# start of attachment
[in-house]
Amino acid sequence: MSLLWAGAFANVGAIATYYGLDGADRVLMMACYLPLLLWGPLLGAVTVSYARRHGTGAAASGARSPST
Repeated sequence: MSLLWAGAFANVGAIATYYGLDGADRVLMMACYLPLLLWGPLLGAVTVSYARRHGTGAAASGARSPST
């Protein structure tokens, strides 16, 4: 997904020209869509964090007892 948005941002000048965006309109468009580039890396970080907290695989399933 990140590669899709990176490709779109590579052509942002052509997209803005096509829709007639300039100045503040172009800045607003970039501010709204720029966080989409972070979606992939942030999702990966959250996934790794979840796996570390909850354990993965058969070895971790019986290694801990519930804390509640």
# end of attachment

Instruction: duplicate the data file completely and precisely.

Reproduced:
[in-house]
Amino acid sequence: MSLLWAGAFANVGAIATYYGLDGADRVLMMACYLPLLLWGPLLGAVTVSYARRHGTGAAASGARSPST
Repeated sequence: MSLLWAGAFANVGAIATYYGLDGADRVLMMACYLPLLLWGPLLGAVTVSYARRHGTGAAASGARSPST
């Protein structure tokens, strides 16, 4: 997904020209869509964090007892 948005941002000048965006309109468009580039890396970080907290695989399933 990140590669899709990176490709779109590579052509942002052509997209803005096509829709007639300039100045503040172009800045607003970039501010709204720029966080989409972070979606992939942030999702990966959250996934790794979840796996570390909850354990993965058969070895971790019986290694801990519930804390509640």